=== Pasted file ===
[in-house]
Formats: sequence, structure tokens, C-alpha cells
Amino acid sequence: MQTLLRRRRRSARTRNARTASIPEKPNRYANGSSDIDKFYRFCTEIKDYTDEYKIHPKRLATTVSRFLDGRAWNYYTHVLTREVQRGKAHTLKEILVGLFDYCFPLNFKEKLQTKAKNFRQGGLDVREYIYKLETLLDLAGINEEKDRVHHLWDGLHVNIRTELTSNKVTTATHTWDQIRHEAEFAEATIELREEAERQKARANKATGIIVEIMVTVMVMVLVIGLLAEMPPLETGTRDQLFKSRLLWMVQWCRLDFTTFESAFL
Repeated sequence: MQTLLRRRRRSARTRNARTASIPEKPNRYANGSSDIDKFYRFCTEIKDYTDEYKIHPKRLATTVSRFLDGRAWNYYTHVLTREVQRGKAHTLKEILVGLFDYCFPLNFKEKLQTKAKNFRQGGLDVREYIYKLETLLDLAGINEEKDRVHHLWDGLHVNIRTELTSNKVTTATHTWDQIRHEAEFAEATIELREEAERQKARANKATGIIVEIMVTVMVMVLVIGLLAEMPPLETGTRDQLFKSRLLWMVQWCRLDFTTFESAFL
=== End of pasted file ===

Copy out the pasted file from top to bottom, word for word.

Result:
[in-house]
Formats: sequence, structure tokens, C-alpha cells
Amino acid sequence: MQTLLRRRRRSARTRNARTASIPEKPNRYANGSSDIDKFYRFCTEIKDYTDEYKIHPKRLATTVSRFLDGRAWNYYTHVLTREVQRGKAHTLKEILVGLFDYCFPLNFKEKLQTKAKNFRQGGLDVREYIYKLETLLDLAGINEEKDRVHHLWDGLHVNIRTELTSNKVTTATHTWDQIRHEAEFAEATIELREEAERQKARANKATGIIVEIMVTVMVMVLVIGLLAEMPPLETGTRDQLFKSRLLWMVQWCRLDFTTFESAFL
Repeated sequence: MQTLLRRRRRSARTRNARTASIPEKPNRYANGSSDIDKFYRFCTEIKDYTDEYKIHPKRLATTVSRFLDGRAWNYYTHVLTREVQRGKAHTLKEILVGLFDYCFPLNFKEKLQTKAKNFRQGGLDVREYIYKLETLLDLAGINEEKDRVHHLWDGLHVNIRTELTSNKVTTATHTWDQIRHEAEFAEATIELREEAERQKARANKATGIIVEIMVTVMVMVLVIGLLAEMPPLETGTRDQLFKSRLLWMVQWCRLDFTTFESAFL